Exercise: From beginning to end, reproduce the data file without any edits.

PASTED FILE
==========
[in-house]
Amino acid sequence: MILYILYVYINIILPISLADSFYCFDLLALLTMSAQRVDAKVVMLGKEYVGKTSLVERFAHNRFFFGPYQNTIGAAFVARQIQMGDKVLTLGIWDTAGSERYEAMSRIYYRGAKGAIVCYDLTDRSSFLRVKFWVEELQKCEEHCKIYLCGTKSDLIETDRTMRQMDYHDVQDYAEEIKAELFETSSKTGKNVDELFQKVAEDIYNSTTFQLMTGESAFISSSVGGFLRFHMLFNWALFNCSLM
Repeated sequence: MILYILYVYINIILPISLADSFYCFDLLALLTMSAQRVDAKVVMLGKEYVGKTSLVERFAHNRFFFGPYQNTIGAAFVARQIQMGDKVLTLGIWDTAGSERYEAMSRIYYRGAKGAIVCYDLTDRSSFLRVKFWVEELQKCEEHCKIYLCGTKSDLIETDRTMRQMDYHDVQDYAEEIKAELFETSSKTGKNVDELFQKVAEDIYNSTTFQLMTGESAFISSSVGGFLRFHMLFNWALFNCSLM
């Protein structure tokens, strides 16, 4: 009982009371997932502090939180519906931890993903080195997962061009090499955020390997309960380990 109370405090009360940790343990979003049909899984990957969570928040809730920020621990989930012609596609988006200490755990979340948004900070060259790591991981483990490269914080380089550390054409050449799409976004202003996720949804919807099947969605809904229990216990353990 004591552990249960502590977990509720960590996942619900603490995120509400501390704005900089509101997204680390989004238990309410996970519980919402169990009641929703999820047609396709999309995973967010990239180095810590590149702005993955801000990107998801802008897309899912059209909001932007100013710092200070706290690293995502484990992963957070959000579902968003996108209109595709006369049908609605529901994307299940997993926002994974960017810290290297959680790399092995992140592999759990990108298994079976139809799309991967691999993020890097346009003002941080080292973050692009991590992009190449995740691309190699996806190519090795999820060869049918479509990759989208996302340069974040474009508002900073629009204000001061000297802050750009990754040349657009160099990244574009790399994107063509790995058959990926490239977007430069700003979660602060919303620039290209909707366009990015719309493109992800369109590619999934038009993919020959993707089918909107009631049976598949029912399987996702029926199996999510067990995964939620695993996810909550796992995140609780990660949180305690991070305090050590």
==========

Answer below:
[in-house]
Amino acid sequence: MILYILYVYINIILPISLADSFYCFDLLALLTMSAQRVDAKVVMLGKEYVGKTSLVERFAHNRFFFGPYQNTIGAAFVARQIQMGDKVLTLGIWDTAGSERYEAMSRIYYRGAKGAIVCYDLTDRSSFLRVKFWVEELQKCEEHCKIYLCGTKSDLIETDRTMRQMDYHDVQDYAEEIKAELFETSSKTGKNVDELFQKVAEDIYNSTTFQLMTGESAFISSSVGGFLRFHMLFNWALFNCSLM
Repeated sequence: MILYILYVYINIILPISLADSFYCFDLLALLTMSAQRVDAKVVMLGKEYVGKTSLVERFAHNRFFFGPYQNTIGAAFVARQIQMGDKVLTLGIWDTAGSERYEAMSRIYYRGAKGAIVCYDLTDRSSFLRVKFWVEELQKCEEHCKIYLCGTKSDLIETDRTMRQMDYHDVQDYAEEIKAELFETSSKTGKNVDELFQKVAEDIYNSTTFQLMTGESAFISSSVGGFLRFHMLFNWALFNCSLM
């Protein structure tokens, strides 16, 4: 009982009371997932502090939180519906931890993903080195997962061009090499955020390997309960380990 109370405090009360940790343990979003049909899984990957969570928040809730920020621990989930012609596609988006200490755990979340948004900070060259790591991981483990490269914080380089550390054409050449799409976004202003996720949804919807099947969605809904229990216990353990 004591552990249960502590977990509720960590996942619900603490995120509400501390704005900089509101997204680390989004238990309410996970519980919402169990009641929703999820047609396709999309995973967010990239180095810590590149702005993955801000990107998801802008897309899912059209909001932007100013710092200070706290690293995502484990992963957070959000579902968003996108209109595709006369049908609605529901994307299940997993926002994974960017810290290297959680790399092995992140592999759990990108298994079976139809799309991967691999993020890097346009003002941080080292973050692009991590992009190449995740691309190699996806190519090795999820060869049918479509990759989208996302340069974040474009508002900073629009204000001061000297802050750009990754040349657009160099990244574009790399994107063509790995058959990926490239977007430069700003979660602060919303620039290209909707366009990015719309493109992800369109590619999934038009993919020959993707089918909107009631049976598949029912399987996702029926199996999510067990995964939620695993996810909550796992995140609780990660949180305690991070305090050590």